Every investor in TransAlta Renewables Inc. (TSE:RNW) should be aware of the most powerful shareholder groups. Insiders often own a large chunk of younger, smaller, companies while huge companies tend to have institutions as shareholders. Companies that have been privatized tend to have low insider ownership.
With a market capitalization of CA$4.5b, TransAlta Renewables is rather large. We'd expect to see institutional investors on the register. Companies of this size are usually well known to retail investors, too. Our analysis of the ownership of the company, below, shows that institutions own shares in the company. Let's take a closer look to see what the different types of shareholders can tell us about TransAlta Renewables.
What Does The Institutional Ownership Tell Us About TransAlta Renewables?
Institutional investors commonly compare their own returns to the returns of a commonly followed index. So they generally do consider buying larger companies that are included in the relevant benchmark index.
We can see that TransAlta Renewables does have institutional investors; and they hold a good portion of the company's stock. This can indicate that the company has a certain degree of credibility in the investment community. However, it is best to be wary of relying on the supposed validation that comes with institutional investors. They too, get it wrong sometimes. It is not uncommon to see a big share price drop if two large institutional investors try to sell out of a stock at the same time. So it is worth checking the past earnings trajectory of TransAlta Renewables, (below). Of course, keep in mind that there are other factors to consider, too.
Hedge funds don't have many shares in TransAlta Renewables. TransAlta Corporation is currently the largest shareholder, with 60% of shares outstanding. This essentially means that they have extensive influence, if not outright control, over the future of the corporation. With 1.4% and 1.3% of the shares outstanding respectively, The Vanguard Group, Inc. and BMO Asset Management Corp. are the second and third largest shareholders.
Researching institutional ownership is a good way to gauge and filter a stock's expected performance. The same can be achieved by studying analyst sentiments. Quite a few analysts cover the stock, so you could look into forecast growth quite easily.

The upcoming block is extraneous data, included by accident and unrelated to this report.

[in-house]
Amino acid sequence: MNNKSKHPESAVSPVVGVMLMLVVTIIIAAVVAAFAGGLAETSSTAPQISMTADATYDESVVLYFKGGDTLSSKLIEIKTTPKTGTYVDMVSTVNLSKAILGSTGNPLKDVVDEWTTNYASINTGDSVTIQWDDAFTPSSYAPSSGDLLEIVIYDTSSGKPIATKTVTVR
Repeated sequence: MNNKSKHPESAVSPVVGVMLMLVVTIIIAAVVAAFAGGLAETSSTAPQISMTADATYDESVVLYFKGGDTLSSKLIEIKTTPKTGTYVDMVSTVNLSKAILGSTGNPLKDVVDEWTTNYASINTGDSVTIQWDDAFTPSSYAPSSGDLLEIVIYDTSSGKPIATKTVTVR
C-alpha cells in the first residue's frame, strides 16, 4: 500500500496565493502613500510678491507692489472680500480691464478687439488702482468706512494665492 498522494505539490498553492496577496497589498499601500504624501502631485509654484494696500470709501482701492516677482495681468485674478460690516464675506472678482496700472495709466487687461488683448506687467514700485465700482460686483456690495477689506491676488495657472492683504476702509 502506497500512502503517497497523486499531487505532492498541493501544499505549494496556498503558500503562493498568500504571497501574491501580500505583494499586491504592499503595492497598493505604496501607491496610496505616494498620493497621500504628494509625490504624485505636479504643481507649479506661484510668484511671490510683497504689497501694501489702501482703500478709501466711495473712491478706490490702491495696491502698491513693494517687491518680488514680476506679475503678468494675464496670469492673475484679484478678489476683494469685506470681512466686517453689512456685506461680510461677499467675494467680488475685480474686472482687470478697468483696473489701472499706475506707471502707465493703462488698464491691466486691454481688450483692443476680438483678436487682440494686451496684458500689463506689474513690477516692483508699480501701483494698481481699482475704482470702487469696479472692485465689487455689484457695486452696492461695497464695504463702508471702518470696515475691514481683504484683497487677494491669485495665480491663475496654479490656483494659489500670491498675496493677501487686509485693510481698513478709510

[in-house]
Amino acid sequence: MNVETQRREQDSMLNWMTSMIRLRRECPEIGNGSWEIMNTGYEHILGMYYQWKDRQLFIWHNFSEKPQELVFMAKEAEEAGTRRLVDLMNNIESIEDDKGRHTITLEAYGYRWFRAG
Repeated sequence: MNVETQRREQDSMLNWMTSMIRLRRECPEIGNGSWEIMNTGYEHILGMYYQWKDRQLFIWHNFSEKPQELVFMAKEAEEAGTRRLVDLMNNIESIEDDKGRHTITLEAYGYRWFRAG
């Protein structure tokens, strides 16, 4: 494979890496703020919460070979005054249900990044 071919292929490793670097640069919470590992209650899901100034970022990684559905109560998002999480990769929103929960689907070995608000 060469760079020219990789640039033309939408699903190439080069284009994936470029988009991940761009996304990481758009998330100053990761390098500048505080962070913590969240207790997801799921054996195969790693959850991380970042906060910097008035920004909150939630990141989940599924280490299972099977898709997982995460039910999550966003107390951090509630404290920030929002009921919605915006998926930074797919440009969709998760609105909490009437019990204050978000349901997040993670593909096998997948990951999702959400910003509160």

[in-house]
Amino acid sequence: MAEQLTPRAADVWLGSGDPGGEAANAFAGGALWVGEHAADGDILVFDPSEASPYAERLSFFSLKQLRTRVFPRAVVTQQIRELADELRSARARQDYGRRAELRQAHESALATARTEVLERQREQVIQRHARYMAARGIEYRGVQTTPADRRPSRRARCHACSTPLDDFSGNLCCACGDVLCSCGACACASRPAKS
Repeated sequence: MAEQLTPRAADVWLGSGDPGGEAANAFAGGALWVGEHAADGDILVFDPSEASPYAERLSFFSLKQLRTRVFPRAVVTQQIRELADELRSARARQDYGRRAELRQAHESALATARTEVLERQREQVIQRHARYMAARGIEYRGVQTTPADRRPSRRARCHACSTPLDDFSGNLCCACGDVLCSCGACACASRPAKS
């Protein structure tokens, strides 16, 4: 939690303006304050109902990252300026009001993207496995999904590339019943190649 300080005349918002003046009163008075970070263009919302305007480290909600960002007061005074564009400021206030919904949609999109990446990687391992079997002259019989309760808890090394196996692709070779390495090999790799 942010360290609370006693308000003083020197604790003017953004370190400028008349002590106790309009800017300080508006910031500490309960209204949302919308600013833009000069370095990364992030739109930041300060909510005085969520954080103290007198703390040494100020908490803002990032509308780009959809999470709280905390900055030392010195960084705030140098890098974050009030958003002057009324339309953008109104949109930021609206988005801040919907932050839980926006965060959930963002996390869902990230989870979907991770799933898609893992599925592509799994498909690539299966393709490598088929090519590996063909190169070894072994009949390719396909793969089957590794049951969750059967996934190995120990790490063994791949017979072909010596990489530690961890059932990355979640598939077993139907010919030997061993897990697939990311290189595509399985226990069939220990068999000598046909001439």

Insider Ownership Of TransAlta Renewables
While the precise definition of an insider can be subjective, almost everyone considers board members to be insiders. Management ultimately answers to the board. However, it is not uncommon for managers to be executive board members, especially if they are a founder or the CEO.
Most consider insider ownership a positive because it can indicate the board is well aligned with other shareholders. However, on some occasions too much power is concentrated within this group.
Our most recent data indicates that insiders own less than 1% of TransAlta Renewables Inc.. It's a big company, so even a small proportional interest can create alignment between the board and shareholders. In this case insiders own CA$668k worth of shares. Arguably, recent buying and selling is just as important to consider. You can click here to see if insiders have been buying or selling.
General Public Ownership
The general public-- including retail investors -- own 29% stake in the company, and hence can't easily be ignored. While this size of ownership may not be enough to sway a policy decision in their favour, they can still make a collective impact on company policies.
Public Company Ownership
Public companies currently own 60% of TransAlta Renewables stock. This may be a strategic interest and the two companies may have related business interests. It could be that they have de-merged. This holding is probably worth investigating further.
While it is well worth considering the different groups that own a company, there are other factors that are even more important. To that end, you should be aware of the 1 warning sign we've spotted with TransAlta Renewables .
Ultimately the future is most important. You can access this free report on analyst forecasts for the company.
NB: Figures in this article are calculated using data from the last twelve months, which refer to the 12-month period ending on the last date of the month the financial statement is dated. This may not be consistent with full year annual report figures.
Have feedback on this article? Concerned about the content? Get in touch with us directly. Alternatively, email editorial-team (at) simplywallst.com.
This article by Simply Wall St is general in nature. We provide commentary based on historical data and analyst forecasts only using an unbiased methodology and our articles are not intended to be financial advice. It does not constitute a recommendation to buy or sell any stock, and does not take account of your objectives, or your financial situation. We aim to bring you long-term focused analysis driven by fundamental data. Note that our analysis may not factor in the latest price-sensitive company announcements or qualitative material. Simply Wall St has no position in any stocks mentioned.